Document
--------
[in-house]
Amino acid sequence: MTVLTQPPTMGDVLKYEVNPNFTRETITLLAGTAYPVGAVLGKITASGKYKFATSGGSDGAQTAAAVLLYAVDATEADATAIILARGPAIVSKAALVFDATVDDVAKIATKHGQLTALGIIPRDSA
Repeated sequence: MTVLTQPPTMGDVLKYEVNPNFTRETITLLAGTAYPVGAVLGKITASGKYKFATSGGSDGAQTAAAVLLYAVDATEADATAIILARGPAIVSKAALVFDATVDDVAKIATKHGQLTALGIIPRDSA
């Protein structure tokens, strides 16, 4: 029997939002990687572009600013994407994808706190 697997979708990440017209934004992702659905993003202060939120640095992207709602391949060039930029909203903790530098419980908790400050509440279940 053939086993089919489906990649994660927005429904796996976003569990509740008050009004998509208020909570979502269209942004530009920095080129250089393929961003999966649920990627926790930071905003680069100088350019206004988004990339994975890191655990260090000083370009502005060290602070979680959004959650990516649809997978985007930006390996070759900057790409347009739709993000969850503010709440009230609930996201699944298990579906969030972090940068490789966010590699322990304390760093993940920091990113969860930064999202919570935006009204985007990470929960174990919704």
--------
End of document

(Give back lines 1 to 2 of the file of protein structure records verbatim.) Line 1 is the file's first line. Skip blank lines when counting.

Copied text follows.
[in-house]
Amino acid sequence: MTVLTQPPTMGDVLKYEVNPNFTRETITLLAGTAYPVGAVLGKITASGKYKFATSGGSDGAQTAAAVLLYAVDATEADATAIILARGPAIVSKAALVFDATVDDVAKIATKHGQLTALGIIPRDSA